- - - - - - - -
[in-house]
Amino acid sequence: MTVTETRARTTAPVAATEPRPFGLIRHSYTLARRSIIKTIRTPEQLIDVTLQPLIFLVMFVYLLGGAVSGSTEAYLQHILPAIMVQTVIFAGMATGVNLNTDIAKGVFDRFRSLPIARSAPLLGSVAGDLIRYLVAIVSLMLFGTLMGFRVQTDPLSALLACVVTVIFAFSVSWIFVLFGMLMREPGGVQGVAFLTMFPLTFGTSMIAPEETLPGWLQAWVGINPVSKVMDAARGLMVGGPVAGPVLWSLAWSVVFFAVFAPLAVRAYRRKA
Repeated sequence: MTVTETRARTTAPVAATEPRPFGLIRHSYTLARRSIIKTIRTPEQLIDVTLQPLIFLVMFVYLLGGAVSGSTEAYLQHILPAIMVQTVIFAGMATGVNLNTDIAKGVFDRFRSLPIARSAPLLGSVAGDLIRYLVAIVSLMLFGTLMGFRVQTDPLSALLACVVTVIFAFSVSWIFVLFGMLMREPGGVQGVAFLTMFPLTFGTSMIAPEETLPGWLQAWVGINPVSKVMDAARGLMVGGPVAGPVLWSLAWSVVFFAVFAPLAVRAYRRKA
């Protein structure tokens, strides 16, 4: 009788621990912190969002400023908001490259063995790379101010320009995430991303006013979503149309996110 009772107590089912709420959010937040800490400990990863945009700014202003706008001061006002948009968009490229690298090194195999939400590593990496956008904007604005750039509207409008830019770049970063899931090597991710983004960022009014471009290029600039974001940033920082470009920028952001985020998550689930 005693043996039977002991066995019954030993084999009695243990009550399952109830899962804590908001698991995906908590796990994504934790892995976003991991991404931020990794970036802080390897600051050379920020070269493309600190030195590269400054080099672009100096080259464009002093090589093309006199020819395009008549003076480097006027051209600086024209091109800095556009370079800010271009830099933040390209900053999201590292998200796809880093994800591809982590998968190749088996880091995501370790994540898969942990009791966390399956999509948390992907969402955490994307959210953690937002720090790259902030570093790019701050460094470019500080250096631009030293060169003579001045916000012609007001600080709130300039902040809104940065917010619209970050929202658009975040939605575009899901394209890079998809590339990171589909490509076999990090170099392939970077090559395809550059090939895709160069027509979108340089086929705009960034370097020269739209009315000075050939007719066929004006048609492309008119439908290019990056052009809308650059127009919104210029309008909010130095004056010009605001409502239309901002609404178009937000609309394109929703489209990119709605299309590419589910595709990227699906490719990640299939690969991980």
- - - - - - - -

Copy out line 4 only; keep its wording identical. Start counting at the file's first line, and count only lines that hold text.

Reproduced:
């Protein structure tokens, strides 16, 4: 009788621990912190969002400023908001490259063995790379101010320009995430991303006013979503149309996110 009772107590089912709420959010937040800490400990990863945009700014202003706008001061006002948009968009490229690298090194195999939400590593990496956008904007604005750039509207409008830019770049970063899931090597991710983004960022009014471009290029600039974001940033920082470009920028952001985020998550689930 005693043996039977002991066995019954030993084999009695243990009550399952109830899962804590908001698991995906908590796990994504934790892995976003991991991404931020990794970036802080390897600051050379920020070269493309600190030195590269400054080099672009100096080259464009002093090589093309006199020819395009008549003076480097006027051209600086024209091109800095556009370079800010271009830099933040390209900053999201590292998200796809880093994800591809982590998968190749088996880091995501370790994540898969942990009791966390399956999509948390992907969402955490994307959210953690937002720090790259902030570093790019701050460094470019500080250096631009030293060169003579001045916000012609007001600080709130300039902040809104940065917010619209970050929202658009975040939605575009899901394209890079998809590339990171589909490509076999990090170099392939970077090559395809550059090939895709160069027509979108340089086929705009960034370097020269739209009315000075050939007719066929004006048609492309008119439908290019990056052009809308650059127009919104210029309008909010130095004056010009605001409502239309901002609404178009937000609309394109929703489209990119709605299309590419589910595709990227699906490719990640299939690969991980």